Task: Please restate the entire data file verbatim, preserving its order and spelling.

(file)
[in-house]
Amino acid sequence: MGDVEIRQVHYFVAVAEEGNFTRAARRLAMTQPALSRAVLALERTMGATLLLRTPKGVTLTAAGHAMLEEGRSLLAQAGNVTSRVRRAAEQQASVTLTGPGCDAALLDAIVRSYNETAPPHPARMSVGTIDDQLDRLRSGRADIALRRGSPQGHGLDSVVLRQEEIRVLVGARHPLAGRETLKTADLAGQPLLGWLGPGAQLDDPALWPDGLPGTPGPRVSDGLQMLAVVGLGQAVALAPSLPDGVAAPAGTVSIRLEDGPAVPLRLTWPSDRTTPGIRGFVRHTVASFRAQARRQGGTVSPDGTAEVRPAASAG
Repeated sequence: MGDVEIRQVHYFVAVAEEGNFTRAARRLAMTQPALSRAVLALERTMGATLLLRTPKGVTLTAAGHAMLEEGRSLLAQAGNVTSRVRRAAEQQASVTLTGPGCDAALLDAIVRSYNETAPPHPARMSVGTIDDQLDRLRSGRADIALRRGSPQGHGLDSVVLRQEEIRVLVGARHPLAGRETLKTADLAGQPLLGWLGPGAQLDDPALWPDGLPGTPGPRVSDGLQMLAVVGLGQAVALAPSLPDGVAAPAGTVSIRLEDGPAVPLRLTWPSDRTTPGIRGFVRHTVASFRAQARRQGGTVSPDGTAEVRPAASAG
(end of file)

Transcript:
[in-house]
Amino acid sequence: MGDVEIRQVHYFVAVAEEGNFTRAARRLAMTQPALSRAVLALERTMGATLLLRTPKGVTLTAAGHAMLEEGRSLLAQAGNVTSRVRRAAEQQASVTLTGPGCDAALLDAIVRSYNETAPPHPARMSVGTIDDQLDRLRSGRADIALRRGSPQGHGLDSVVLRQEEIRVLVGARHPLAGRETLKTADLAGQPLLGWLGPGAQLDDPALWPDGLPGTPGPRVSDGLQMLAVVGLGQAVALAPSLPDGVAAPAGTVSIRLEDGPAVPLRLTWPSDRTTPGIRGFVRHTVASFRAQARRQGGTVSPDGTAEVRPAASAG
Repeated sequence: MGDVEIRQVHYFVAVAEEGNFTRAARRLAMTQPALSRAVLALERTMGATLLLRTPKGVTLTAAGHAMLEEGRSLLAQAGNVTSRVRRAAEQQASVTLTGPGCDAALLDAIVRSYNETAPPHPARMSVGTIDDQLDRLRSGRADIALRRGSPQGHGLDSVVLRQEEIRVLVGARHPLAGRETLKTADLAGQPLLGWLGPGAQLDDPALWPDGLPGTPGPRVSDGLQMLAVVGLGQAVALAPSLPDGVAAPAGTVSIRLEDGPAVPLRLTWPSDRTTPGIRGFVRHTVASFRAQARRQGGTVSPDGTAEVRPAASAG